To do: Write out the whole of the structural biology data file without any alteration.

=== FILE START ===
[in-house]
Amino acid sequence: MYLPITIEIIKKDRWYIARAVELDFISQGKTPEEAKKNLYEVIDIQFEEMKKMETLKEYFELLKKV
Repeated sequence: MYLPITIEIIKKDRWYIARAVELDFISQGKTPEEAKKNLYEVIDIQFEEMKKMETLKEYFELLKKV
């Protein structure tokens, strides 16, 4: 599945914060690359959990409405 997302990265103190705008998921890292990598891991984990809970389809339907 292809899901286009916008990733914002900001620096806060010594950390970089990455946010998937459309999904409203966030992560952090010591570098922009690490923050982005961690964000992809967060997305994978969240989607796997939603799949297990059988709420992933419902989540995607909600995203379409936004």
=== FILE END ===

[in-house]
Amino acid sequence: MYLPITIEIIKKDRWYIARAVELDFISQGKTPEEAKKNLYEVIDIQFEEMKKMETLKEYFELLKKV
Repeated sequence: MYLPITIEIIKKDRWYIARAVELDFISQGKTPEEAKKNLYEVIDIQFEEMKKMETLKEYFELLKKV
């Protein structure tokens, strides 16, 4: 599945914060690359959990409405 997302990265103190705008998921890292990598891991984990809970389809339907 292809899901286009916008990733914002900001620096806060010594950390970089990455946010998937459309999904409203966030992560952090010591570098922009690490923050982005961690964000992809967060997305994978969240989607796997939603799949297990059988709420992933419902989540995607909600995203379409936004």